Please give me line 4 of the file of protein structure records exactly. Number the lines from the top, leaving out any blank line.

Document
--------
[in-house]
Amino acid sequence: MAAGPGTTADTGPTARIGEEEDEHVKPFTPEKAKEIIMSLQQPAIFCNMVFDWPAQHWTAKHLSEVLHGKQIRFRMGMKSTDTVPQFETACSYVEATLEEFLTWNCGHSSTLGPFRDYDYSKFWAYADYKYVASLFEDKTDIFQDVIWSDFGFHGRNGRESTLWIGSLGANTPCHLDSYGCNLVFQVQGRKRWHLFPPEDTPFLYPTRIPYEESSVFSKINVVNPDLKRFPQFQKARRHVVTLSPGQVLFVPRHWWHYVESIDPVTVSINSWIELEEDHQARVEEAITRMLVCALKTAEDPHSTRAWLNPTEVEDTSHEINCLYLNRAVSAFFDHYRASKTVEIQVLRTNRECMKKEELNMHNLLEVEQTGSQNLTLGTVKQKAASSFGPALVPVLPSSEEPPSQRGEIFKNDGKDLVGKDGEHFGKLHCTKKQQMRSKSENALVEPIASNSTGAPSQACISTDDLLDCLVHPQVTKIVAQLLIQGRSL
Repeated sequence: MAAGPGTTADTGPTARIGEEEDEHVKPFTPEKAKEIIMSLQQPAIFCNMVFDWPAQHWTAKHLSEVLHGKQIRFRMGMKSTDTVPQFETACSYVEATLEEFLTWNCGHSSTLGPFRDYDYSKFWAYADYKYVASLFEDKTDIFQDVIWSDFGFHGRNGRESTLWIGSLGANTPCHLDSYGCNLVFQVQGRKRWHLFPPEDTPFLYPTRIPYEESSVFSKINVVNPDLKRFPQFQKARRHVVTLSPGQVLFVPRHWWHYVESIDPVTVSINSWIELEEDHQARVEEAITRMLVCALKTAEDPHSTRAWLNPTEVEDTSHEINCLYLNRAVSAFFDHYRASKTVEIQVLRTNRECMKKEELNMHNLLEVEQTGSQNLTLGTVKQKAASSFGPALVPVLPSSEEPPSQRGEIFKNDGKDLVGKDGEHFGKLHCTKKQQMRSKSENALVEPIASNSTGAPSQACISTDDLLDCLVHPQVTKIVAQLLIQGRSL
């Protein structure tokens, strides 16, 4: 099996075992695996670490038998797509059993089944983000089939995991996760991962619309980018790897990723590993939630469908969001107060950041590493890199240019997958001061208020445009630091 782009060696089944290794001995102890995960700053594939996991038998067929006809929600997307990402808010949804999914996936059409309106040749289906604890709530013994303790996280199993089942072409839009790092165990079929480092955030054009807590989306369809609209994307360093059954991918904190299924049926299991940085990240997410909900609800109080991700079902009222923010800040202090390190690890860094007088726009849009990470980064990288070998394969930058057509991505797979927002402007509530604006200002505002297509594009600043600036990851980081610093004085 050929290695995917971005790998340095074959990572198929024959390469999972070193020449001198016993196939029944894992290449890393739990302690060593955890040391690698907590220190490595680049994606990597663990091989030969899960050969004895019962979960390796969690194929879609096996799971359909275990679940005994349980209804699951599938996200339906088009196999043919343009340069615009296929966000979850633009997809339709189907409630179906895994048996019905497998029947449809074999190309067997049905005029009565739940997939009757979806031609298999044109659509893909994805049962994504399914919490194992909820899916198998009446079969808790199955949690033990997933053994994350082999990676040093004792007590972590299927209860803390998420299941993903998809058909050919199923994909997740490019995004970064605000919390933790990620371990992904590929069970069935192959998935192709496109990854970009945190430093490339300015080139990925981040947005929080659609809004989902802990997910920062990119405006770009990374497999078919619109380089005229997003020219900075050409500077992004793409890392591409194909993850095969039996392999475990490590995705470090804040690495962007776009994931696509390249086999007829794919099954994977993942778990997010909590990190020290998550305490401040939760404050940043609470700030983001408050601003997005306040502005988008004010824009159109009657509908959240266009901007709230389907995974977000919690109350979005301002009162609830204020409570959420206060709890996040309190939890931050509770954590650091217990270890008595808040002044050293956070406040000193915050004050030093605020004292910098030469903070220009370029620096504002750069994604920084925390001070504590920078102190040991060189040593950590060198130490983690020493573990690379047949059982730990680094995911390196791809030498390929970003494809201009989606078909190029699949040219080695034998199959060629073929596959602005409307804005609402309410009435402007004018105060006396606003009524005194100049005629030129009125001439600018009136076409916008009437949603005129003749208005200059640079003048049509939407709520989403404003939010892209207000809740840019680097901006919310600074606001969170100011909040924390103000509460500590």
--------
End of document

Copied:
């Protein structure tokens, strides 16, 4: 099996075992695996670490038998797509059993089944983000089939995991996760991962619309980018790897990723590993939630469908969001107060950041590493890199240019997958001061208020445009630091 782009060696089944290794001995102890995960700053594939996991038998067929006809929600997307990402808010949804999914996936059409309106040749289906604890709530013994303790996280199993089942072409839009790092165990079929480092955030054009807590989306369809609209994307360093059954991918904190299924049926299991940085990240997410909900609800109080991700079902009222923010800040202090390190690890860094007088726009849009990470980064990288070998394969930058057509991505797979927002402007509530604006200002505002297509594009600043600036990851980081610093004085 050929290695995917971005790998340095074959990572198929024959390469999972070193020449001198016993196939029944894992290449890393739990302690060593955890040391690698907590220190490595680049994606990597663990091989030969899960050969004895019962979960390796969690194929879609096996799971359909275990679940005994349980209804699951599938996200339906088009196999043919343009340069615009296929966000979850633009997809339709189907409630179906895994048996019905497998029947449809074999190309067997049905005029009565739940997939009757979806031609298999044109659509893909994805049962994504399914919490194992909820899916198998009446079969808790199955949690033990997933053994994350082999990676040093004792007590972590299927209860803390998420299941993903998809058909050919199923994909997740490019995004970064605000919390933790990620371990992904590929069970069935192959998935192709496109990854970009945190430093490339300015080139990925981040947005929080659609809004989902802990997910920062990119405006770009990374497999078919619109380089005229997003020219900075050409500077992004793409890392591409194909993850095969039996392999475990490590995705470090804040690495962007776009994931696509390249086999007829794919099954994977993942778990997010909590990190020290998550305490401040939760404050940043609470700030983001408050601003997005306040502005988008004010824009159109009657509908959240266009901007709230389907995974977000919690109350979005301002009162609830204020409570959420206060709890996040309190939890931050509770954590650091217990270890008595808040002044050293956070406040000193915050004050030093605020004292910098030469903070220009370029620096504002750069994604920084925390001070504590920078102190040991060189040593950590060198130490983690020493573990690379047949059982730990680094995911390196791809030498390929970003494809201009989606078909190029699949040219080695034998199959060629073929596959602005409307804005609402309410009435402007004018105060006396606003009524005194100049005629030129009125001439600018009136076409916008009437949603005129003749208005200059640079003048049509939407709520989403404003939010892209207000809740840019680097901006919310600074606001969170100011909040924390103000509460500590």